# I Torque on rigid body when angular momentum is not constant

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1. Mar 30, 2016

### Soren4

I 'd like to clarify some doubts about the rotational motion around a fixed axis of a rigid body, in the case the angular momentum vector $\vec {L}$ is not parallel to the angular velocity $\vec {\omega}$ .

In particular, consider a horizontal barbell with two equal masses $m$ , forced to rotate around a vertical axis $z$ not passing through the center of the barbell with a constant angular velocity $\omega$. In this case, considering a point of the axis $z$ for the calculation of momenta (pivot point), $\vec {L}$ , which is the sum of the angular momenta of the two masses, performs a uniform precession motion. Therefore, while the component of $\vec{L}$ parallel to the $z$ axis $L_ {z}$ is constant, its component perpendicular to the axis $L_ {n}$ follows a circular motion with angular velocity $\omega$ .

From the theorem of angular momentum, in this case, $\vec {\tau} = \frac {d\vec {L}}{dt} \neq 0$, so there must be a torque $\tau$ generated by external forces. Since $\vec {L}$ follows a uniform precession motion $\vec {\tau} = \frac {d \vec {L}}{dt} = \vec {\omega} \wedge \vec {L} \implies \tau = L_ {n} \omega$ (1).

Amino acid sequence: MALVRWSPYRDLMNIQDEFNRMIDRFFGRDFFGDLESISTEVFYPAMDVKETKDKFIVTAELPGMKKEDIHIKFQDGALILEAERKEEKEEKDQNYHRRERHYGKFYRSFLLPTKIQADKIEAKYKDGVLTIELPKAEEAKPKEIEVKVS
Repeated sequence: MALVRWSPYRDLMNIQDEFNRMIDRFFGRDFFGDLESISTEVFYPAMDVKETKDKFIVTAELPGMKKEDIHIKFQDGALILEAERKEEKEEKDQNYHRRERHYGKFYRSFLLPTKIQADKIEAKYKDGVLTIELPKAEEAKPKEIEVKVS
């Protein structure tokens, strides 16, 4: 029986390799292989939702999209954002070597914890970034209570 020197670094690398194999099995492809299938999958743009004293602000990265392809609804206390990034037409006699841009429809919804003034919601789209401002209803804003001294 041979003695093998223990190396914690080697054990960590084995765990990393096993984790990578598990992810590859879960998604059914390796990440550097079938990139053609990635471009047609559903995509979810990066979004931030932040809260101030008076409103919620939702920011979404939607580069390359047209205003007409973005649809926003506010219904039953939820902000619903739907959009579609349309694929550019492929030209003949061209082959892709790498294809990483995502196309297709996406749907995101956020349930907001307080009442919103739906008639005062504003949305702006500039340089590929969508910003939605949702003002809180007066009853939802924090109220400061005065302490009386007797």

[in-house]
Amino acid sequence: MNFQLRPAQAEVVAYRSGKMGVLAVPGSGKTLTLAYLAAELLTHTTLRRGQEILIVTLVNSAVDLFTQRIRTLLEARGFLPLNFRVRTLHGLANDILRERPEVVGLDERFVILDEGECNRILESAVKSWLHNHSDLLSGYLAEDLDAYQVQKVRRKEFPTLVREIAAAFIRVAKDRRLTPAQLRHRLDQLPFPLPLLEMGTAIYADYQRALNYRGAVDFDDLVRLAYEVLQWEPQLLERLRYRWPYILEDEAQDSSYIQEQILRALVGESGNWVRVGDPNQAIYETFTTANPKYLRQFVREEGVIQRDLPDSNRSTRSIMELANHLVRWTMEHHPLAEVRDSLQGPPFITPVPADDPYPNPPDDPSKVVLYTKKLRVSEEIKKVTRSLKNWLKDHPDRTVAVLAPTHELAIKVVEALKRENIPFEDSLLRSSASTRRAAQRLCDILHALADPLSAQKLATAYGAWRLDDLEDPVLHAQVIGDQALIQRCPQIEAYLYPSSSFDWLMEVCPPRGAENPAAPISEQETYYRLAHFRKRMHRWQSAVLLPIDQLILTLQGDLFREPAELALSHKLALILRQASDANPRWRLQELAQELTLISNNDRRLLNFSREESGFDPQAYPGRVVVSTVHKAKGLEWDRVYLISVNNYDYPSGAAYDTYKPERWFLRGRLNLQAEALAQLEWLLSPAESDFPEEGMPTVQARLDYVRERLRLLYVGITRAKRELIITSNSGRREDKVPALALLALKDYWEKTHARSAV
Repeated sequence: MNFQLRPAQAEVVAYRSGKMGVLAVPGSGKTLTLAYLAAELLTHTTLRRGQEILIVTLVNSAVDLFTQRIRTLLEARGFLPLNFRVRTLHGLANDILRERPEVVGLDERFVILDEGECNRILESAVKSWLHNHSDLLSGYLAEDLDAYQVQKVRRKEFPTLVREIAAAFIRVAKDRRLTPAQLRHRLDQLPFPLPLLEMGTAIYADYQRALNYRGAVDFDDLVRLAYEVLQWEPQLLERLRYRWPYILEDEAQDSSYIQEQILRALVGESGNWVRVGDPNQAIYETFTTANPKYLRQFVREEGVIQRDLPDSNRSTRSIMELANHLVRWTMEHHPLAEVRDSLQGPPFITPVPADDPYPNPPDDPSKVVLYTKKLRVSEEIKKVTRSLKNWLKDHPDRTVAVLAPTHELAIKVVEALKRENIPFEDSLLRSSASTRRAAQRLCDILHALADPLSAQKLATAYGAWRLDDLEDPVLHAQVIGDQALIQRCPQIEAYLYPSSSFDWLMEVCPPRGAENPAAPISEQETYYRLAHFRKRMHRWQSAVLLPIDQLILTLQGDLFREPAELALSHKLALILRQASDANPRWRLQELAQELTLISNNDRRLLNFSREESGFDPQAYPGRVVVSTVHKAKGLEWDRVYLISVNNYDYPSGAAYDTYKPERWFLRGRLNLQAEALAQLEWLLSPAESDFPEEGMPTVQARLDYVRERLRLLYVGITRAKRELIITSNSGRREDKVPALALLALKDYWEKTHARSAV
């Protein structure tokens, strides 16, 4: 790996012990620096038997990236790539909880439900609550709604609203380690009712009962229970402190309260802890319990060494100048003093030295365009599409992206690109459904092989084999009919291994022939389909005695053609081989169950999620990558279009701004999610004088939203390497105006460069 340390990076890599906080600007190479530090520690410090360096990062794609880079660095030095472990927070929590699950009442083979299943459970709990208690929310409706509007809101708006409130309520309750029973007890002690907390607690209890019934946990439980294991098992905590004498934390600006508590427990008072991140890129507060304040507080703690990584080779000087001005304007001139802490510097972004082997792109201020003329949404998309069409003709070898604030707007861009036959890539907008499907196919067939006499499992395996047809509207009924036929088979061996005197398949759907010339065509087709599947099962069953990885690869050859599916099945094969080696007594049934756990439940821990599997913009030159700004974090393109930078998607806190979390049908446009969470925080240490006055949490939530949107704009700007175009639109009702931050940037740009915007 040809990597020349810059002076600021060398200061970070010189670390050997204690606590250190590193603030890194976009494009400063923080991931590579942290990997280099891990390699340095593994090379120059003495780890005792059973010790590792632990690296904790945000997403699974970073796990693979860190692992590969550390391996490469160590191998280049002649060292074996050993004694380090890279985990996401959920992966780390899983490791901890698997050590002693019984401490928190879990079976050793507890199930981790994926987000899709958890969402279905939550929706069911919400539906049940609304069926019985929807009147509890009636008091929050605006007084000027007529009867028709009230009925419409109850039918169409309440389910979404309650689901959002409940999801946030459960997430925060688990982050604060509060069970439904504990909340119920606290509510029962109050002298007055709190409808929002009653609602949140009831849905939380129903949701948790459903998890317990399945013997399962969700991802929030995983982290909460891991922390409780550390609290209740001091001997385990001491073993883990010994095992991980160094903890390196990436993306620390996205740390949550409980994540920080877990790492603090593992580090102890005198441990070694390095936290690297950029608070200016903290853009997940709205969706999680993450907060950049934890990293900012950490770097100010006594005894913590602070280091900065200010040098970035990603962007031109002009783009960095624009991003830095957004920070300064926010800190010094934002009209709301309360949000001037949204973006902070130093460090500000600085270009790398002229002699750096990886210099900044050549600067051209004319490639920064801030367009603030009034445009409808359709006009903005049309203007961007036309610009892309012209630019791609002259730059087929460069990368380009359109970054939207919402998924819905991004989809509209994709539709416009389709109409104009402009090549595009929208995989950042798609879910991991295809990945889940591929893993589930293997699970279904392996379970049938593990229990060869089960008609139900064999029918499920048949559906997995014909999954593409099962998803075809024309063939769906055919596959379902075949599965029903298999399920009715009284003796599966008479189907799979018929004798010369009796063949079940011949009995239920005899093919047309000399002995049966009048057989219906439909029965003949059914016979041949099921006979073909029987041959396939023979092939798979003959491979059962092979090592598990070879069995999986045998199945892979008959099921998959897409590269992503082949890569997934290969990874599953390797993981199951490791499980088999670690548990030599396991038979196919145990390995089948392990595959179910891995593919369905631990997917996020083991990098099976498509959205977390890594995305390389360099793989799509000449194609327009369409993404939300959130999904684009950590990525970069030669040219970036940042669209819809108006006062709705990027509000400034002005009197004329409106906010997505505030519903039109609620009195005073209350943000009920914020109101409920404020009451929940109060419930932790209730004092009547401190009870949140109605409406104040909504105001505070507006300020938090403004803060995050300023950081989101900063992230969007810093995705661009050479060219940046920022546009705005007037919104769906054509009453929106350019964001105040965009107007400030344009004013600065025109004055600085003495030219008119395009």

My main concern relates to the origin of the torque. The external force in question should be the weight force, which exerts a non zero torque, given the two different distance of the masses from the axis of rotation. However there is also the reaction of the barbell support, which should exert an equal and opposite torque, since the barbell remains in this position during rotation. Now if this is true, then the sum of these two torques is zero, but this can not be given that $\vec {L}$ is varying over time. I can not understand where I'm wrong: maybe I should not consider the reaction of the support?

In addition I would like to ask something about $L_ {n}$ too. This component of $\vec {L}$ in general depends on the pivot point selected for the calculation of the angular momentum, however (in the case of uniform precession) (1) holds. Does this mean that the torque applied by the external forces changes depending on how I choose the pivot for the calculation of $\vec {L}$ ? The torque $\vec{\tau}$ of the external forces calculated with (1) is to be interpreted as the torque with respect to the same pivot used for the calculation of $\vec {L}$ ?

2. Mar 30, 2016

### drvrm

i think i will advise you to see 'the motion of a top' analyzed in almost all text books to get a physical picture of precession and the necessary conditions for precession.